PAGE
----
Asset manager Invesco Canada Ltd. is partnering with ethical funds pioneer NEI Investments to boost its socially responsible investing lineup of exchange-traded funds, an area that has seen a wave of new products emerge as fund companies compete for investors who want greener options.
Invesco Canada Ltd. – a subsidiary of U.S.-based global asset manager Invesco Ltd. – announced on Thursday it has entered into a strategic agreement with NEI Investments to help enhance its existing environmental, social and governance index ETFs, as well as develop new ESG ETFs that will begin to launch in 2023.
A subsidiary of Aviso Wealth, NEI Investments was one of the first companies to offer socially responsible investments more than 35 years ago through actively managed mutual funds. The new partnership will be NEI’s first entrance into ETFs.
In recent years, ESG-themed ETFs have been growing in both the number of products and overall assets in Canada, surpassing $10-billion in assets under management in 127 ETFs, according to research by National Bank Financial.
But ESG ETF assets still remain comparatively small in Canada, making up about 3.4 per cent of the total of $323-billion in ETFs in Canada. That leaves a lot of room for opportunity, said Invesco Canada’s head of ETFs, Pat Chiefalo.
With about $550-million in total ESG assets in Canada, Invesco’s footprint is less than 10 per cent of the overall ESG market. Last month, the Invesco S&P 500 ESG index ETF had more than $44-million in sales. According to a National Bank report, the Invesco S&P 500 ESG fund has been steadily picking up assets since May – pulling in about $106-million.
“ESG is a market in flux,” Mr. Chiefalo said in an interview with The Globe and Mail. “It’s early days but it’s evolving and we think investors are going to need someone they can turn to when they want to incorporate ESG into their portfolio – not just for today but for the next five to 10 years and onwards.”
Through the partnership, NEI will take on the role as subadviser to Invesco’s 11 current ESG ETFs, including the Invesco S&P 500 ESG index ETF. NEI will also provide advice on proxy voting and corporate engagement, as well as provide an additional layer of oversight on the ETFs’ underlying stocks.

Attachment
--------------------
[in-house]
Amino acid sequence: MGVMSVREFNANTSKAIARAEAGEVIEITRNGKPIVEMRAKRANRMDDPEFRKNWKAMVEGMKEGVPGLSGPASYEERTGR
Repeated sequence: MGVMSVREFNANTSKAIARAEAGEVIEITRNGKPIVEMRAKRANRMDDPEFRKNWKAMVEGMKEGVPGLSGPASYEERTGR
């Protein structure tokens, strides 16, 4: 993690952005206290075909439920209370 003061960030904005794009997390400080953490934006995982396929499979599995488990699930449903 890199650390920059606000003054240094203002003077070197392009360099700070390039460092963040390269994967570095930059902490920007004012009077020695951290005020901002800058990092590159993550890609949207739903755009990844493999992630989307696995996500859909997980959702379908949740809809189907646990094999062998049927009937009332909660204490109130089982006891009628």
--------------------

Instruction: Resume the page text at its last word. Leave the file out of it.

“We want to ensure that the constituents are meeting the criteria of the ESG methodology because we want to avoid new things coming into market that no one was aware of,” Mr. Chiefalo said.
But the competition for ESG investing is already heating up as other ETF players race to gain market share during a time Canadian investors are starting to pay closer attention to the impact their money has on the environment.
Both Bank of Montreal’s asset management arm and Mackenzie Investments have the most assets in ESG ETFs, with about $2.3-billion each – or 23 per cent of the market – while National Bank Investments manages about $2-billion.
While investment flows into ESG ETFs slowed down with recent equity market turmoil, a wave of ESG ETFs have launched in Canada – with more than 15 new ESG ETFs that began trading last month – including new funds from CI Financial Inc., Emerge Canada Inc. and Harvest Portfolios Group.
And it isn’t slowing down, said National Bank Financial ETF analyst Linda Ma.
“We believe ESG is here to stay for the long term, and in fact this year we saw the most ESG ETF launches in Canada in history with 43 new funds to date,” Ms. Ma said.
Aviso Wealth’s senior vice-president of asset management and head of NEI Investments, Tim Prescott, said the company’s long tenure in the ESG space allows Invesco to tap into a rare expertise that includes guidance into possible future areas of growth, such as impact investing and helping advisers sift through what is true sustainable investing.
Regulatory bodies in Canada, the United States, Europe and Australia have been advocating for new guidelines on the marketing and disclosure on ESG-related investment funds in hopes of clamping down on claims against “greenwashing” – a term used to describe misleading investors about the environmental benefits of a product.
“We were a leader in a space where the space wasn’t really recognized before and what is required for the space to grow is about having more mainstream participants,” Mr. Prescott said.
“But as relatively new entrants come into the ESG space, I think that’s where the concerns from regulators come in around what is responsible investing. And as more assets start to get invested in this space, I think you’re going to see the bar be raised for what actually qualifies as sustainable investing.”
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